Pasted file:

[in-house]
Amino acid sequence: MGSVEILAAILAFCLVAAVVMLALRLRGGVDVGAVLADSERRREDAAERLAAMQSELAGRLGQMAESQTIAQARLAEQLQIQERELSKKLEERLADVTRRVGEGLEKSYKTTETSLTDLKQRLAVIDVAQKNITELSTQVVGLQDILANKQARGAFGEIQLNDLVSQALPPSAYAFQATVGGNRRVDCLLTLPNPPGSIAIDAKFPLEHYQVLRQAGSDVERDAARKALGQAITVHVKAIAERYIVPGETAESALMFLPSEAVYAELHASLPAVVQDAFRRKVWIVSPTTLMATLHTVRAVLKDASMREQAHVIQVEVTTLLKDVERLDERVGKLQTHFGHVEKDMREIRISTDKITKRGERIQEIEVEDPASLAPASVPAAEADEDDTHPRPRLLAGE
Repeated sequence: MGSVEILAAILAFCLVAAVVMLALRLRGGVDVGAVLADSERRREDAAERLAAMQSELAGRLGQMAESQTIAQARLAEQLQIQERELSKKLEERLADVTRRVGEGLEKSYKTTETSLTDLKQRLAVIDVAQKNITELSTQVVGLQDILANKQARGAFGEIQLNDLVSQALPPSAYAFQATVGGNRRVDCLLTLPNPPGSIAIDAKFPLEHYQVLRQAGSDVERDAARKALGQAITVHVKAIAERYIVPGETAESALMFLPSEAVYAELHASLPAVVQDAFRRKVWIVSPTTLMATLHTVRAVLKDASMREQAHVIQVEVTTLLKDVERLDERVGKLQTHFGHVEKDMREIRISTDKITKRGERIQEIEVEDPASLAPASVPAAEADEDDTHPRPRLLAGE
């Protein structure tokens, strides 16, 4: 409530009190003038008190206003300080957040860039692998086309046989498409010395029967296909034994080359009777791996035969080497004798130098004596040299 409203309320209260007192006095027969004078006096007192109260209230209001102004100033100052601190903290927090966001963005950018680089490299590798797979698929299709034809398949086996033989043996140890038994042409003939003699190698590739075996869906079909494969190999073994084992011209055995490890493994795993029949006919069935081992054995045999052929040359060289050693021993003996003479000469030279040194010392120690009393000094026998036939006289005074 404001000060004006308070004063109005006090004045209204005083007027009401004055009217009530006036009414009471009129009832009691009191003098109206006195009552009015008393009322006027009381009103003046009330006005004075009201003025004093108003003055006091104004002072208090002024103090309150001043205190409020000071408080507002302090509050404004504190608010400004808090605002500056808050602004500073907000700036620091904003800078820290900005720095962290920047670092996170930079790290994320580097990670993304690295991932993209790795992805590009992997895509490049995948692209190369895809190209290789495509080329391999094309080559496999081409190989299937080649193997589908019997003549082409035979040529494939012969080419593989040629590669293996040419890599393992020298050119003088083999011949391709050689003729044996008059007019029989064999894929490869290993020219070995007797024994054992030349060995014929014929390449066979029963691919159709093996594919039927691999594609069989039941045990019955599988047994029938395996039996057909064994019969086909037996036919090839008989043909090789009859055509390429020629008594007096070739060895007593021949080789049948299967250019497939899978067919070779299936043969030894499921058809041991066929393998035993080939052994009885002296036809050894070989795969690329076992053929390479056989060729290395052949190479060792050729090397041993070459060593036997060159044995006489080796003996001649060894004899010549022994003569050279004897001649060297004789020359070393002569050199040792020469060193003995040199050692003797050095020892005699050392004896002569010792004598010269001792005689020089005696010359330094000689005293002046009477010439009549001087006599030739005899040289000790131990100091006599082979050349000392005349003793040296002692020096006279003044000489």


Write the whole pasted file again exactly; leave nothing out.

[in-house]
Amino acid sequence: MGSVEILAAILAFCLVAAVVMLALRLRGGVDVGAVLADSERRREDAAERLAAMQSELAGRLGQMAESQTIAQARLAEQLQIQERELSKKLEERLADVTRRVGEGLEKSYKTTETSLTDLKQRLAVIDVAQKNITELSTQVVGLQDILANKQARGAFGEIQLNDLVSQALPPSAYAFQATVGGNRRVDCLLTLPNPPGSIAIDAKFPLEHYQVLRQAGSDVERDAARKALGQAITVHVKAIAERYIVPGETAESALMFLPSEAVYAELHASLPAVVQDAFRRKVWIVSPTTLMATLHTVRAVLKDASMREQAHVIQVEVTTLLKDVERLDERVGKLQTHFGHVEKDMREIRISTDKITKRGERIQEIEVEDPASLAPASVPAAEADEDDTHPRPRLLAGE
Repeated sequence: MGSVEILAAILAFCLVAAVVMLALRLRGGVDVGAVLADSERRREDAAERLAAMQSELAGRLGQMAESQTIAQARLAEQLQIQERELSKKLEERLADVTRRVGEGLEKSYKTTETSLTDLKQRLAVIDVAQKNITELSTQVVGLQDILANKQARGAFGEIQLNDLVSQALPPSAYAFQATVGGNRRVDCLLTLPNPPGSIAIDAKFPLEHYQVLRQAGSDVERDAARKALGQAITVHVKAIAERYIVPGETAESALMFLPSEAVYAELHASLPAVVQDAFRRKVWIVSPTTLMATLHTVRAVLKDASMREQAHVIQVEVTTLLKDVERLDERVGKLQTHFGHVEKDMREIRISTDKITKRGERIQEIEVEDPASLAPASVPAAEADEDDTHPRPRLLAGE
């Protein structure tokens, strides 16, 4: 409530009190003038008190206003300080957040860039692998086309046989498409010395029967296909034994080359009777791996035969080497004798130098004596040299 409203309320209260007192006095027969004078006096007192109260209230209001102004100033100052601190903290927090966001963005950018680089490299590798797979698929299709034809398949086996033989043996140890038994042409003939003699190698590739075996869906079909494969190999073994084992011209055995490890493994795993029949006919069935081992054995045999052929040359060289050693021993003996003479000469030279040194010392120690009393000094026998036939006289005074 404001000060004006308070004063109005006090004045209204005083007027009401004055009217009530006036009414009471009129009832009691009191003098109206006195009552009015008393009322006027009381009103003046009330006005004075009201003025004093108003003055006091104004002072208090002024103090309150001043205190409020000071408080507002302090509050404004504190608010400004808090605002500056808050602004500073907000700036620091904003800078820290900005720095962290920047670092996170930079790290994320580097990670993304690295991932993209790795992805590009992997895509490049995948692209190369895809190209290789495509080329391999094309080559496999081409190989299937080649193997589908019997003549082409035979040529494939012969080419593989040629590669293996040419890599393992020298050119003088083999011949391709050689003729044996008059007019029989064999894929490869290993020219070995007797024994054992030349060995014929014929390449066979029963691919159709093996594919039927691999594609069989039941045990019955599988047994029938395996039996057909064994019969086909037996036919090839008989043909090789009859055509390429020629008594007096070739060895007593021949080789049948299967250019497939899978067919070779299936043969030894499921058809041991066929393998035993080939052994009885002296036809050894070989795969690329076992053929390479056989060729290395052949190479060792050729090397041993070459060593036997060159044995006489080796003996001649060894004899010549022994003569050279004897001649060297004789020359070393002569050199040792020469060193003995040199050692003797050095020892005699050392004896002569010792004598010269001792005689020089005696010359330094000689005293002046009477010439009549001087006599030739005899040289000790131990100091006599082979050349000392005349003793040296002692020096006279003044000489």